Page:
Life on Frontier is Tough; Policies Make it Tougher
By Thomas D. Rowley
June 20, 2003
A lot of the challenges in rural America stem from the very things
that make rural, rural. When you're few in number and living far from
the city, you've got a tougher row to hoe. It's tougher to get jobs
(let alone good jobs), tougher to get health care, tougher to get
government services, tougher to get...well, just about everything.
When you can get them, many things cost more simply because there are more miles to cover and fewer people to foot the bill.
Now multiply those challenges ten-, twenty-, a hundredfold, and you can picture what it's like on the frontier--814 counties stretching across half of the Nation's land that constitute the ruralest part of rural America.
Unfortunately, the picture gets worse.
First, the frontier's major economic activities--farming, ranching, mining, forestry, and oil and gas exploration--are prone to boom and bust. Second, its other mainstay--occupations in recreation, tourism, and migrant farming--are seasonal. Finally, enormous swaths of frontier land are owned by the federal government, and therefore off the property tax rolls and subject to use restrictions. (Frontier land not owned by the government bears its stamp just the same because of federal policy's heavy influence on frontier industries.)
To say that life on the frontier is tough is an understatement. Information from the Frontier Education Center in Santa Fe, New Mexico, illustrates.
According to the Center, the 50 poorest counties in the U.S. are frontier counties -- not because the people don't work, but because their jobs pay so little. Nearly a quarter of all frontier counties are what USDA calls "persistent poverty counties"--places with poverty levels of 20 percent or more for the last four decades.
In addition, as many as 78 frontier counties across 21 states--home to a quarter of a million or so people--have no health care services. Zero. The majority of frontier counties have two or fewer health care services of any kind. On much of the frontier, the nearest medical help can be an hour or more away.
As for help, many federal programs offer little at all. In communities where population density is sometimes measured in square miles per person, not the other way around, meeting eligibility requirements can border on the impossible. Serve at least 100 people to get funding? Not where there are only 200 people, period. Cough up $50,000 in matching contributions to get a grant? How, in a community of 500 dependent on low-wage jobs and surrounded by federal land that pays no property tax?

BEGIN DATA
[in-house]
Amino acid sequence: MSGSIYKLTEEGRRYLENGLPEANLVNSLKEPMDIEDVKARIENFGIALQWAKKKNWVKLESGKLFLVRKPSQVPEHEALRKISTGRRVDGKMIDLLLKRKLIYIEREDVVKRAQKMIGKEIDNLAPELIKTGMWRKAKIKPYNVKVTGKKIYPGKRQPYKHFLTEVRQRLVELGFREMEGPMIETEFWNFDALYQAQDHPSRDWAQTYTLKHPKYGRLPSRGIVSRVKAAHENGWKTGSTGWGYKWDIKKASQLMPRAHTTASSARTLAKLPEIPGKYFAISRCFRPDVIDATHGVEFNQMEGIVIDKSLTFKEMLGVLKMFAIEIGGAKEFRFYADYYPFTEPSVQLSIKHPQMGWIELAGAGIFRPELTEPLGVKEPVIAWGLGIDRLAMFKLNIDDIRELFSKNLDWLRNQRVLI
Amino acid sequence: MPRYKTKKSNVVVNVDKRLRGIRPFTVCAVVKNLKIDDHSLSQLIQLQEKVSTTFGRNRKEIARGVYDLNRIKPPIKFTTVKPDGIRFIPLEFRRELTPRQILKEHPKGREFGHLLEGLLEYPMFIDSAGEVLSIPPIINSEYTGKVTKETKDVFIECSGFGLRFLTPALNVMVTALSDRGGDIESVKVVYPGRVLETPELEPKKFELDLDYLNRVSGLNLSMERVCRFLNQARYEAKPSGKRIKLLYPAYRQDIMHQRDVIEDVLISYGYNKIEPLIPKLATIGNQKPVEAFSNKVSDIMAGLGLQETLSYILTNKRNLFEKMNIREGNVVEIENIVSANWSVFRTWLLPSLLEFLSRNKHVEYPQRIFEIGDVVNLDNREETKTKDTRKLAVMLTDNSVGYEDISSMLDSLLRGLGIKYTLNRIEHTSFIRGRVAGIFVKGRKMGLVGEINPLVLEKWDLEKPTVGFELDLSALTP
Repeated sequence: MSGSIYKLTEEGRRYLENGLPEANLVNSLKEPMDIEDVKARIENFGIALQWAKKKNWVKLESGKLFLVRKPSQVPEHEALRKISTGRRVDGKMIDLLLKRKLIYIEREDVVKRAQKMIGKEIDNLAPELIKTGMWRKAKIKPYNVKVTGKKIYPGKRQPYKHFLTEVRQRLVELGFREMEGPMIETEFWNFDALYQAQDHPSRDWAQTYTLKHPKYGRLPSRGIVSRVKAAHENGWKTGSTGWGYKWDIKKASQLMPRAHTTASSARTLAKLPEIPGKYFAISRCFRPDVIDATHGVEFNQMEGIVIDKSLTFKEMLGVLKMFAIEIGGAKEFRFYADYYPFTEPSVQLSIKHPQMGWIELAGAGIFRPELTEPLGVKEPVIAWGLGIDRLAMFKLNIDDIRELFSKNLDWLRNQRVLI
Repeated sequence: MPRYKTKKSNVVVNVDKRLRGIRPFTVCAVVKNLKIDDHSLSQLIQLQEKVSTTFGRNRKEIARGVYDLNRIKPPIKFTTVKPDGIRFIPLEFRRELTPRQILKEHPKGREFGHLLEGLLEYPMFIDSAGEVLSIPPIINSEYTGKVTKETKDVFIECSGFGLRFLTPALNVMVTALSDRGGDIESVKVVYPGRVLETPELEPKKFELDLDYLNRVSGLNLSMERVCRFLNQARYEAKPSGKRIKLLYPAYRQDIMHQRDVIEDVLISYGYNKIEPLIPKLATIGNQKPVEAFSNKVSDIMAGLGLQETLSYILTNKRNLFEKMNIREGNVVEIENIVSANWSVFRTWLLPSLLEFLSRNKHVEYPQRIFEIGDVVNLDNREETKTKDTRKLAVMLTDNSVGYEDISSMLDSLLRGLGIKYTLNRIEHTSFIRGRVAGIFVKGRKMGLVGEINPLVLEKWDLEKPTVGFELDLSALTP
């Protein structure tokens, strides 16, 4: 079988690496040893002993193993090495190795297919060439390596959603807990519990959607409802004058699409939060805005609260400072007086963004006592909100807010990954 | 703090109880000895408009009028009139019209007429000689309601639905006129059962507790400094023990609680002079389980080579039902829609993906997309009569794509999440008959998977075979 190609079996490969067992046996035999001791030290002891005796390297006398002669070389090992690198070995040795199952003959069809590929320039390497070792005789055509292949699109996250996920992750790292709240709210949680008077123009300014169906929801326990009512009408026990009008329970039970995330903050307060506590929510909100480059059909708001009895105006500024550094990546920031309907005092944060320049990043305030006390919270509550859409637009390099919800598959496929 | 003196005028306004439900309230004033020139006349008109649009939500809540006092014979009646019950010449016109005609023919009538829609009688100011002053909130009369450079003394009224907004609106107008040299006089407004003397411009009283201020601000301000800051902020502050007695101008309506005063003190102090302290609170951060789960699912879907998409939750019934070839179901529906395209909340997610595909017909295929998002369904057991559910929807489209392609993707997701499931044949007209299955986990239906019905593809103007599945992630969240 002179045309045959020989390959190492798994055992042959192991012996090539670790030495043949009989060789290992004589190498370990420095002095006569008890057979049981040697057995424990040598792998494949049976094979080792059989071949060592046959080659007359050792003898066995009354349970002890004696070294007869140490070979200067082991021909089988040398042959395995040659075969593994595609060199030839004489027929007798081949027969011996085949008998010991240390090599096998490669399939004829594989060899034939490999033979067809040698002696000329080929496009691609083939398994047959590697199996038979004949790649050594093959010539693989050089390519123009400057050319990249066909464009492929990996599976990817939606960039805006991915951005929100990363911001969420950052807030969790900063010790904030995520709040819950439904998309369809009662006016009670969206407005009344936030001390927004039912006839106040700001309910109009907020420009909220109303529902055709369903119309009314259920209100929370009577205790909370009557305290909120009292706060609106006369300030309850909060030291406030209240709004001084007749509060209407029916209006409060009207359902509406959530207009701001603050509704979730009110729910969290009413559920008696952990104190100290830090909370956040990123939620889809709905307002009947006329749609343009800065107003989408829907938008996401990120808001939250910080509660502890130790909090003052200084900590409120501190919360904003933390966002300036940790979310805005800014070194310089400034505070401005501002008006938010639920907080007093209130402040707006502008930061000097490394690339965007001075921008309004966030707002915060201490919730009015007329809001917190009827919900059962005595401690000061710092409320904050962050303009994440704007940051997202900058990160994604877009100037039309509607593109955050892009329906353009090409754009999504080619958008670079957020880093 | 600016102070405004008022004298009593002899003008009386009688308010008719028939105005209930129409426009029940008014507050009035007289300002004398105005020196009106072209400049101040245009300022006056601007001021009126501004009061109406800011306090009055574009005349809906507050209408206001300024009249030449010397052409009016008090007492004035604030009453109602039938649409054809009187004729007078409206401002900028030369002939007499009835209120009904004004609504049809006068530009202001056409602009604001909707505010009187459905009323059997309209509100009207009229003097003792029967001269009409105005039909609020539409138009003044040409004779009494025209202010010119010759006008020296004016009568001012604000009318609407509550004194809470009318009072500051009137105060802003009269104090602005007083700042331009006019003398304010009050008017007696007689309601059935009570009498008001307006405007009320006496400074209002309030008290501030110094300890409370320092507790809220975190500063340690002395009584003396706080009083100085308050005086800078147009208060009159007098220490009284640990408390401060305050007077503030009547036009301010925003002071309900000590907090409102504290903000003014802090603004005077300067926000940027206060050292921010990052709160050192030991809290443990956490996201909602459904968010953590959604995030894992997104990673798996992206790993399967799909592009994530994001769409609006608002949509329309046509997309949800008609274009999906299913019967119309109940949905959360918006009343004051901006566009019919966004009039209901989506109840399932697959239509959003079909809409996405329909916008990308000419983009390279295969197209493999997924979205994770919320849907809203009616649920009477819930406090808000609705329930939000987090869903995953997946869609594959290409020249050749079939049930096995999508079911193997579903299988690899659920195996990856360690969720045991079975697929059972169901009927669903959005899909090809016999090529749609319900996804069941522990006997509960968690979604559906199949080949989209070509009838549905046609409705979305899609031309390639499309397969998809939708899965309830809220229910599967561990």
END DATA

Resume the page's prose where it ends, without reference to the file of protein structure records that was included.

Carol Miller, the Center's director, knows firsthand about frontier
living, residing in tiny Ojo Sarco, a village of almost 200 in Rio
Arriba County, midway between Taos and Santa Fe. "We say 200
people, because that's how many we need to have a volunteer fire department.
Really, it's only that many on Mother's Day and
According to Miller, the federal government owns 87 percent of the land in her county and last year gave the county $600,000 in payments in lieu of taxes (PILT)--compensation that supposedly takes the place of property tax.
The key word is "supposedly". Nationwide this year, the PILT program will pay local governments $218 million on 614 million acres, a paltry 36 cents an acre. As in years past, that dollar amount is but a fraction of the $345 million Congress authorized--a figure that is probably too low to begin with.
Miller says that with such a small amount of private, and taxable, land in Rio Arriba, there is no way to raise property taxes enough to afford the services that residents need. The problem is exacerbated by the county's high rate of poverty.
"It is unethical," says Miller, "for there to be persistent poverty in federal lands counties."
Through land ownership, policies, and programs, the federal government drives the economy on the frontier. In places--by omission, commission, or both--it's driving it straight into the ground. The eight million people who live there and provide the Nation with food, fuel, and a whole lot more deserve a whole lot better.
Copyright 2003, Thomas D. Rowley, RUPRI Fellow
This and previous columns can be found at www.rupri.org/editorial
The Rural Policy Research Institute provides objective analysis and
facilitates public dialogue concerning the impacts of public policy
on rural people and places.
In accordance with Title 17 U.S.C. Section 107, any copyrighted work in this message is distributed under fair use without profit or payment for non-profit research and educational purposes only. [Ref. http://www.law.cornell.edu/uscode/17/107.shtml]